On 2010-07-04 14:16 GMT eagles500 wrote:
> Carlos E. R.;2184690 Wrote:
> > Conversion is lossy, even if you use he same bitrates and all
> > equivalent
> > settings.
> i know it’s lossy i just dont want it trying to convert a 192k mp3 to
> a 350k ogg or taking a 320k mp3 and trying to make a 192k ogg with it
> im just trying to get it all converted over with somewhat comparable
> quality between the original files and the new ogg’s
I don’t think you can ever get comparable quality.
However, as modern music is just noise, it does not matter >:-P
The conversion is done this way:
- rip the audio
- convert to mp3, loosing some quality.
- expand mp3 to something.
- compress to ogg, loosing (again) some more quality.
The compression works by reducing accuracy of certain parts of sound
that are deemed beyond the auditory resolution ability of most people.
This method is commonly referred to as perceptual coding. It uses
psychoacoustic models to discard or reduce precision of components less
audible to human hearing, and then records the remaining information in
an efficient manner.
The Ogg container format can multiplex a number of independent streams
for audio, video, text (such as subtitles), and metadata.
In the Ogg multimedia framework, Theora provides a lossy video layer.
The audio layer is most commonly provided by the music-oriented Vorbis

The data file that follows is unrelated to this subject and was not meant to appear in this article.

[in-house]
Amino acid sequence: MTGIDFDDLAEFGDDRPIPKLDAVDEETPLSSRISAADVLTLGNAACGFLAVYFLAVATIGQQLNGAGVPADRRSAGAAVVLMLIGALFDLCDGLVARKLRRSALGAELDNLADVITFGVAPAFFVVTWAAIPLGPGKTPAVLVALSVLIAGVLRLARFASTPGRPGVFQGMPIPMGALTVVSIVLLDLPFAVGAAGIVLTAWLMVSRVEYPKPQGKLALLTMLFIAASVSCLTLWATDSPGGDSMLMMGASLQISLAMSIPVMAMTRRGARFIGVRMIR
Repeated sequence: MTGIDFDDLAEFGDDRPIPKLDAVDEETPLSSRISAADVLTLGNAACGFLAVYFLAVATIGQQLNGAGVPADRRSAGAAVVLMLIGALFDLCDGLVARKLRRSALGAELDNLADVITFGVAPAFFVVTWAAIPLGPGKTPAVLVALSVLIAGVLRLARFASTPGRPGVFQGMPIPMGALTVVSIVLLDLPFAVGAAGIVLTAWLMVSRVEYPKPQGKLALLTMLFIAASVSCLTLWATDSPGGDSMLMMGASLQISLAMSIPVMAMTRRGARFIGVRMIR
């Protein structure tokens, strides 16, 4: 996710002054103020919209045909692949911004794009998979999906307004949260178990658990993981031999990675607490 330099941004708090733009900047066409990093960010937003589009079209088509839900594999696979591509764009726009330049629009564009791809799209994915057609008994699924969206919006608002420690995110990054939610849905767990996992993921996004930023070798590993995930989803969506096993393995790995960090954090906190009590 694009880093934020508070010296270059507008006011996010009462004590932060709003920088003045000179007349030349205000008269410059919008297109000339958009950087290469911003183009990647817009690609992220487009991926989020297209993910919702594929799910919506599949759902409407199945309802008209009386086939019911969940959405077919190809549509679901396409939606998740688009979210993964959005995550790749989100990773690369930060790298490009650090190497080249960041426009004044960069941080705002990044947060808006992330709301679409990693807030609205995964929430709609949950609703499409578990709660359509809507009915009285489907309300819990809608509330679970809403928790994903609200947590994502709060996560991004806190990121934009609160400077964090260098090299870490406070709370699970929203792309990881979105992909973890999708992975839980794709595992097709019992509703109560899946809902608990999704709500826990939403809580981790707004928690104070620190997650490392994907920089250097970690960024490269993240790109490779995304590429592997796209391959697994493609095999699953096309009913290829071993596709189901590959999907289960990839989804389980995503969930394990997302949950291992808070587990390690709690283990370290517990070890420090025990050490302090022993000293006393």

format but other options include the human speech compression codec
Speex, the lossless audio compression codec FLAC, and OggPCM.
Vorbis is a continuation of audio compression development started in
1993 by Chris Montgomery. Intensive development began following
a September 1998 letter from Fraunhofer Society announcing plans to
charge licensing fees for the MP3 audio format. Vorbis project
started as part of the Xiphophorus company’s Ogg project (also known as
OggSquish multimedia project). Chris Montgomery began work on
the project and was assisted by a growing number of other developers.
They continued refining the source code until the Vorbis file format
was frozen for 1.0 in May 2000 and a stable version (1.0) of
the reference software was released on July 19, 2002.
Cheers / Saludos,
Carlos E. R.
(from 11.2 x86_64 “Emerald” GM (Elessar))